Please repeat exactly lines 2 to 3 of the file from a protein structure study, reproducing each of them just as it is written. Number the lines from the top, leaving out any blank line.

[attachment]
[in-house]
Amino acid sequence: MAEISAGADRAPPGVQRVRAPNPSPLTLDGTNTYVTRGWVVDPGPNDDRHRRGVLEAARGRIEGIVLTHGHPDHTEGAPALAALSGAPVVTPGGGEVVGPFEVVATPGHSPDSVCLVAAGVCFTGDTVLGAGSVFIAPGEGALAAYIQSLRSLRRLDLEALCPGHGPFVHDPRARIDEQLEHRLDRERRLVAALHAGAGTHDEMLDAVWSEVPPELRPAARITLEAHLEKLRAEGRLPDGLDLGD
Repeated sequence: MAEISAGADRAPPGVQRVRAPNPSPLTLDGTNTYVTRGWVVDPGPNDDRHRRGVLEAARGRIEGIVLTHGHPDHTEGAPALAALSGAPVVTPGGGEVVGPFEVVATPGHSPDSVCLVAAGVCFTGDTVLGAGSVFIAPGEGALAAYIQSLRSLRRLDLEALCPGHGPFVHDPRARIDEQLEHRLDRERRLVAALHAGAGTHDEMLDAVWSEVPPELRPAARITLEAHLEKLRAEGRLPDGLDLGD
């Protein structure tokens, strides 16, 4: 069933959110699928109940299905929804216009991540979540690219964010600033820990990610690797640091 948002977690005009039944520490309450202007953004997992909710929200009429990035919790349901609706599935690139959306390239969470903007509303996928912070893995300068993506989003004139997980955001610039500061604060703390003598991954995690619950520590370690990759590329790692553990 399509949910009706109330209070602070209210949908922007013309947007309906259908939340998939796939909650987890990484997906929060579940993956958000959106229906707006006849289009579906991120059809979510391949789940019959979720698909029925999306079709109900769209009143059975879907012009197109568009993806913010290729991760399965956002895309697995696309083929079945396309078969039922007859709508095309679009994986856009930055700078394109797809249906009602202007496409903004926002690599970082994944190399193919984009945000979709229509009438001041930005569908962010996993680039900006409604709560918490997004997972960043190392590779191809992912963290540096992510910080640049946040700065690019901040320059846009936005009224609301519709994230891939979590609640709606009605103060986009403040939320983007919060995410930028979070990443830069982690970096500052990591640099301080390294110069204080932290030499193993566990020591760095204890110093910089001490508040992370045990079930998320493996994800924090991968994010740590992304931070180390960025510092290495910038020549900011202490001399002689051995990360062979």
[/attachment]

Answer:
Amino acid sequence: MAEISAGADRAPPGVQRVRAPNPSPLTLDGTNTYVTRGWVVDPGPNDDRHRRGVLEAARGRIEGIVLTHGHPDHTEGAPALAALSGAPVVTPGGGEVVGPFEVVATPGHSPDSVCLVAAGVCFTGDTVLGAGSVFIAPGEGALAAYIQSLRSLRRLDLEALCPGHGPFVHDPRARIDEQLEHRLDRERRLVAALHAGAGTHDEMLDAVWSEVPPELRPAARITLEAHLEKLRAEGRLPDGLDLGD
Repeated sequence: MAEISAGADRAPPGVQRVRAPNPSPLTLDGTNTYVTRGWVVDPGPNDDRHRRGVLEAARGRIEGIVLTHGHPDHTEGAPALAALSGAPVVTPGGGEVVGPFEVVATPGHSPDSVCLVAAGVCFTGDTVLGAGSVFIAPGEGALAAYIQSLRSLRRLDLEALCPGHGPFVHDPRARIDEQLEHRLDRERRLVAALHAGAGTHDEMLDAVWSEVPPELRPAARITLEAHLEKLRAEGRLPDGLDLGD